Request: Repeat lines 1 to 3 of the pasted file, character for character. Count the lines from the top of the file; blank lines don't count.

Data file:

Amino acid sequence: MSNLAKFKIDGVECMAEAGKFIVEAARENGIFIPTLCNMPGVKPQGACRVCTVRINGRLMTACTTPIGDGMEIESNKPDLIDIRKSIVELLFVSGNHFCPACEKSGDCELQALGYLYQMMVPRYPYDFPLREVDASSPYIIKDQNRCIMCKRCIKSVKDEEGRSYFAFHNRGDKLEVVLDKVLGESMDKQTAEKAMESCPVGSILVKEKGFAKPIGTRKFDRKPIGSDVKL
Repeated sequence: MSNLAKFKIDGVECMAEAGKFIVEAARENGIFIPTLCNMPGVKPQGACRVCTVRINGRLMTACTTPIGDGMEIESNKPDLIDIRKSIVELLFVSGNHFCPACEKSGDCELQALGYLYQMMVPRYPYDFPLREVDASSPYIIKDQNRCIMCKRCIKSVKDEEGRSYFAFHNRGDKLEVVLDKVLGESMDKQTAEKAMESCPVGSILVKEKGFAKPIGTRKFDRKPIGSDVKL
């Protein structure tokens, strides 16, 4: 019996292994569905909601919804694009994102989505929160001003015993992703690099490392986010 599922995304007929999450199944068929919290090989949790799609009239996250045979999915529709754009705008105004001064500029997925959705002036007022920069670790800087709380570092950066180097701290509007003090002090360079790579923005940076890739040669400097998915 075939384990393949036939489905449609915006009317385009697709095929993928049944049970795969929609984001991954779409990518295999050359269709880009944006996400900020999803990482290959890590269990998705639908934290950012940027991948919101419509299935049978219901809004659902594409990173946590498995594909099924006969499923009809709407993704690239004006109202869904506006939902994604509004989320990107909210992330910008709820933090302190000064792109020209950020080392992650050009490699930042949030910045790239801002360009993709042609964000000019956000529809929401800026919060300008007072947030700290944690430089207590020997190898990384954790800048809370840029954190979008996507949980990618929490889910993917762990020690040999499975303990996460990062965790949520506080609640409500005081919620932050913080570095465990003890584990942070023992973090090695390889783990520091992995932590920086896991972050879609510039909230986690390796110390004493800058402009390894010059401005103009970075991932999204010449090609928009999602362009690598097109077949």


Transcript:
Amino acid sequence: MSNLAKFKIDGVECMAEAGKFIVEAARENGIFIPTLCNMPGVKPQGACRVCTVRINGRLMTACTTPIGDGMEIESNKPDLIDIRKSIVELLFVSGNHFCPACEKSGDCELQALGYLYQMMVPRYPYDFPLREVDASSPYIIKDQNRCIMCKRCIKSVKDEEGRSYFAFHNRGDKLEVVLDKVLGESMDKQTAEKAMESCPVGSILVKEKGFAKPIGTRKFDRKPIGSDVKL
Repeated sequence: MSNLAKFKIDGVECMAEAGKFIVEAARENGIFIPTLCNMPGVKPQGACRVCTVRINGRLMTACTTPIGDGMEIESNKPDLIDIRKSIVELLFVSGNHFCPACEKSGDCELQALGYLYQMMVPRYPYDFPLREVDASSPYIIKDQNRCIMCKRCIKSVKDEEGRSYFAFHNRGDKLEVVLDKVLGESMDKQTAEKAMESCPVGSILVKEKGFAKPIGTRKFDRKPIGSDVKL
């Protein structure tokens, strides 16, 4: 019996292994569905909601919804694009994102989505929160001003015993992703690099490392986010 599922995304007929999450199944068929919290090989949790799609009239996250045979999915529709754009705008105004001064500029997925959705002036007022920069670790800087709380570092950066180097701290509007003090002090360079790579923005940076890739040669400097998915 075939384990393949036939489905449609915006009317385009697709095929993928049944049970795969929609984001991954779409990518295999050359269709880009944006996400900020999803990482290959890590269990998705639908934290950012940027991948919101419509299935049978219901809004659902594409990173946590498995594909099924006969499923009809709407993704690239004006109202869904506006939902994604509004989320990107909210992330910008709820933090302190000064792109020209950020080392992650050009490699930042949030910045790239801002360009993709042609964000000019956000529809929401800026919060300008007072947030700290944690430089207590020997190898990384954790800048809370840029954190979008996507949980990618929490889910993917762990020690040999499975303990996460990062965790949520506080609640409500005081919620932050913080570095465990003890584990942070023992973090090695390889783990520091992995932590920086896991972050879609510039909230986690390796110390004493800058402009390894010059401005103009970075991932999204010449090609928009999602362009690598097109077949």